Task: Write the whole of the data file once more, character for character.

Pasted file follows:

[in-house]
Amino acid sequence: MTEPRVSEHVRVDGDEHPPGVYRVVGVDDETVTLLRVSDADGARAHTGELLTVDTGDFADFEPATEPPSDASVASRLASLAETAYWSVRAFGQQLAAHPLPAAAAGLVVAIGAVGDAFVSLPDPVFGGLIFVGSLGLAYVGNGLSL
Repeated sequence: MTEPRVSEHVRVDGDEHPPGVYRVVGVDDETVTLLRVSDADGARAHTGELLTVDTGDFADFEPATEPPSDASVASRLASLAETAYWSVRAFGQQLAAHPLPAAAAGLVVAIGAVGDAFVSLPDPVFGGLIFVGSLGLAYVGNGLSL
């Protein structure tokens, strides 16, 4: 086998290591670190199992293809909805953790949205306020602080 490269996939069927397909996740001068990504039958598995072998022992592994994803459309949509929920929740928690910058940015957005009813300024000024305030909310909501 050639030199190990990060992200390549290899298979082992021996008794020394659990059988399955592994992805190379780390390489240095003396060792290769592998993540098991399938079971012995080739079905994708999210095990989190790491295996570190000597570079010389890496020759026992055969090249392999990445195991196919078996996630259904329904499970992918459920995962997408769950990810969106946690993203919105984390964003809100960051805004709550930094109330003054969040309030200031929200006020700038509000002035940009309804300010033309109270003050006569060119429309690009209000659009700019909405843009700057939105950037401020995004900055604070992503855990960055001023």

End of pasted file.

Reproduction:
[in-house]
Amino acid sequence: MTEPRVSEHVRVDGDEHPPGVYRVVGVDDETVTLLRVSDADGARAHTGELLTVDTGDFADFEPATEPPSDASVASRLASLAETAYWSVRAFGQQLAAHPLPAAAAGLVVAIGAVGDAFVSLPDPVFGGLIFVGSLGLAYVGNGLSL
Repeated sequence: MTEPRVSEHVRVDGDEHPPGVYRVVGVDDETVTLLRVSDADGARAHTGELLTVDTGDFADFEPATEPPSDASVASRLASLAETAYWSVRAFGQQLAAHPLPAAAAGLVVAIGAVGDAFVSLPDPVFGGLIFVGSLGLAYVGNGLSL
């Protein structure tokens, strides 16, 4: 086998290591670190199992293809909805953790949205306020602080 490269996939069927397909996740001068990504039958598995072998022992592994994803459309949509929920929740928690910058940015957005009813300024000024305030909310909501 050639030199190990990060992200390549290899298979082992021996008794020394659990059988399955592994992805190379780390390489240095003396060792290769592998993540098991399938079971012995080739079905994708999210095990989190790491295996570190000597570079010389890496020759026992055969090249392999990445195991196919078996996630259904329904499970992918459920995962997408769950990810969106946690993203919105984390964003809100960051805004709550930094109330003054969040309030200031929200006020700038509000002035940009309804300010033309109270003050006569060119429309690009209000659009700019909405843009700057939105950037401020995004900055604070992503855990960055001023």